new recoil spring


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RRHFactor
February 17, 2012, 08:49 PM
I put a 17 lb recoil spring in my ppk/s taking out the factory 20 lb. What sort of limitations do I have when it comes to ammo. Thanks.

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Walt Sherrill
February 17, 2012, 08:58 PM
A recoil spring has one main function: to load the next round and close the slide after the shot. If the spring is too strong, it may keep the slide from functioning properly (i.e., the ammo may not have enough force to push it back properly). If it's too weak, the spent cases may be sent way too far.

A weak recoil spring isn't likely to hurt anything, as the rearward movement of the slide isn't particularly hard on the gun. A very strong spring might cause damage when the slide slams forward -- and in some gun may eventually damage the slide stop.

Changing the spring will cause your experience of recoil to be different. If you're having trouble racking the slide. If you're shooting hot ammo, you may see the cases go farther.

(1911Tuner, who participates here, demonstrates to non-believers that you can shoot a 1911 without a recoil spring and not be overwhelmed by the force of recoil. No damage, either. The slide just won't close automatically.)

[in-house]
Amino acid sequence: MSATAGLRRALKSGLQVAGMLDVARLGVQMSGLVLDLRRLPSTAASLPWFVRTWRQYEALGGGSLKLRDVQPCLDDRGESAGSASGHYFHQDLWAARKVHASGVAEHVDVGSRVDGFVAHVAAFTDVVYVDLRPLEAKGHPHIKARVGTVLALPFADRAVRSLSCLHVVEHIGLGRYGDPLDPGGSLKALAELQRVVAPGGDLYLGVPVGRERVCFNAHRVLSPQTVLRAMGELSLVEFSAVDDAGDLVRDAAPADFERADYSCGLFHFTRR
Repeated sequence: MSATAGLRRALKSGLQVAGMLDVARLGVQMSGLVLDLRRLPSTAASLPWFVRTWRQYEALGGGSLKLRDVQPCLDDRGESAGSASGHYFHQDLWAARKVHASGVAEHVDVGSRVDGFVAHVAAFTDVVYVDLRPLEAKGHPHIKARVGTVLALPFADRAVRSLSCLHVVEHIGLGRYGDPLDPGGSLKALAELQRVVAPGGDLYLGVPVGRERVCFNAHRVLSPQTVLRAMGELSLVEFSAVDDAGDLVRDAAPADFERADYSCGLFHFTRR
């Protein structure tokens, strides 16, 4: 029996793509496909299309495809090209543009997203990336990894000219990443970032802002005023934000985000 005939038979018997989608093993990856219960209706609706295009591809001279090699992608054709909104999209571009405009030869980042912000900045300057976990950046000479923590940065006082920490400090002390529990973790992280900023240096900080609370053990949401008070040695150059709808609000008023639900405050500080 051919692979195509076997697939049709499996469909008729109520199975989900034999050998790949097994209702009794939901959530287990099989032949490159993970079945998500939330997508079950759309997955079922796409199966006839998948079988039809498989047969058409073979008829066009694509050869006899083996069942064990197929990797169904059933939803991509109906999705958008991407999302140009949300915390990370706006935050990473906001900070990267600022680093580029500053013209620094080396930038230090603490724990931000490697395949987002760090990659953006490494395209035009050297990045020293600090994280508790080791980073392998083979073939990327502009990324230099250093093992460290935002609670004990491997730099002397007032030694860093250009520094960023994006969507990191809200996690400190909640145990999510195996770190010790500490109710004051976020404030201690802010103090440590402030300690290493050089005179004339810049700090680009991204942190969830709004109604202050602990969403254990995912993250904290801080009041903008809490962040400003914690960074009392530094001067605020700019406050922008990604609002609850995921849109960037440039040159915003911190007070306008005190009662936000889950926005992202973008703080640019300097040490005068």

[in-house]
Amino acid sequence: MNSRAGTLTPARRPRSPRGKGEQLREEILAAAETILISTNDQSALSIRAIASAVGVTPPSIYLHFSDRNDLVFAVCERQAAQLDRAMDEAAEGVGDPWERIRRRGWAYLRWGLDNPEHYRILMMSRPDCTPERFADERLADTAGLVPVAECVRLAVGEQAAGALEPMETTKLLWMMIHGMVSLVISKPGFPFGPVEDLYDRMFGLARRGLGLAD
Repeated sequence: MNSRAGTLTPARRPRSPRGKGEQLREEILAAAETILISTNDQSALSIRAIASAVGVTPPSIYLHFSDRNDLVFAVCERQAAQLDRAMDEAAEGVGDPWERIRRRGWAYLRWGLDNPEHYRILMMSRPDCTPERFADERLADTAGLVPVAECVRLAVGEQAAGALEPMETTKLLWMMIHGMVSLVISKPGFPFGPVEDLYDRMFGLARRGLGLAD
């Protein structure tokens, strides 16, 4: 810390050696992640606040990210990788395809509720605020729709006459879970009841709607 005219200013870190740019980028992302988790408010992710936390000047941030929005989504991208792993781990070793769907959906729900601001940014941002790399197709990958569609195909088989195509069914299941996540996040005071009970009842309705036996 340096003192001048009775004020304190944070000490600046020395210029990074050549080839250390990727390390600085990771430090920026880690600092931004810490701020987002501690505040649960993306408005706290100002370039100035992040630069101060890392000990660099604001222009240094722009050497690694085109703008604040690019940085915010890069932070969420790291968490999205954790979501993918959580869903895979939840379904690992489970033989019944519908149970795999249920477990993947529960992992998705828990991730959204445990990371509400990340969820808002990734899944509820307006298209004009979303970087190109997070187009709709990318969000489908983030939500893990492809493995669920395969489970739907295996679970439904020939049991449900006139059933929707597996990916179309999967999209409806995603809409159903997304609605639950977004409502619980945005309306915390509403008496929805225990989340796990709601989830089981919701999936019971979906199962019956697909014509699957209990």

1SOW
February 17, 2012, 11:55 PM
I put a 17 lb recoil spring in my ppk/s taking out the factory 20 lb. What sort of limitations do I have when it comes to ammo. Thanks.
I don't have a PPK, but have some experience lightening pistol springs.

Walt Sherrill tells it like it is.

Many, if not most pistols will accept a lighter hammer spring. The "IF" is if it's too light. 1. it may not feed 100% 2. It may cause intermittent light primer strikes and FTFire.
As a PURE W.A.G., 20# going to 17 should work fine, IF you were getting good solid primer hit with the 20# spring.
If your cases are flying into the next county, the spring is too light. AGAIN, this is just a guess based on some experience with other pistols.

By coincidence, my 9mm CZ75 came with a 20# hammer/mainspring. It now runs 100% reliably with a 13# spring with some coils cut off. By going this light, I had to further modify the firing pin to get reliable strikes with both WIN and FED primers (the two softest primers). My light loads are thrown about 6'. With a 15# spring it will feed and fire anything available. With factory target loads, the cases fly maybe 7'. Not much change.

Hope this makes sense.

Walt Sherrill
February 18, 2012, 12:19 AM
We're shifted the discussion and we're now talking about two different things here: recoil springs and hammer springs.

As I understood the question, it was about the RECOIL spring, and not the hammer spring.

(The weights mentioned are close to the CZ Hammer spring weights, which may have caused the issue.)

A lighter hammer spring CAN lead to light primer strikes -- but as 1SOW notes, not always.

I've dropped hammer spring weights on some guns, but it's not something I do as often as dropping recoil spring weight. (I've found that it helps a lot with 3rd Gen. S&Ws to go down a pound or two on the hammer spring.)

That said, I have no way of guessing how a 3lb. lighter HAMMER SPRING would affect the performance of the PPK/S. As noted, a lighter recoil spring isn't going to have much effect on performance; a 10%-15% lighter hammer/mainspring might...


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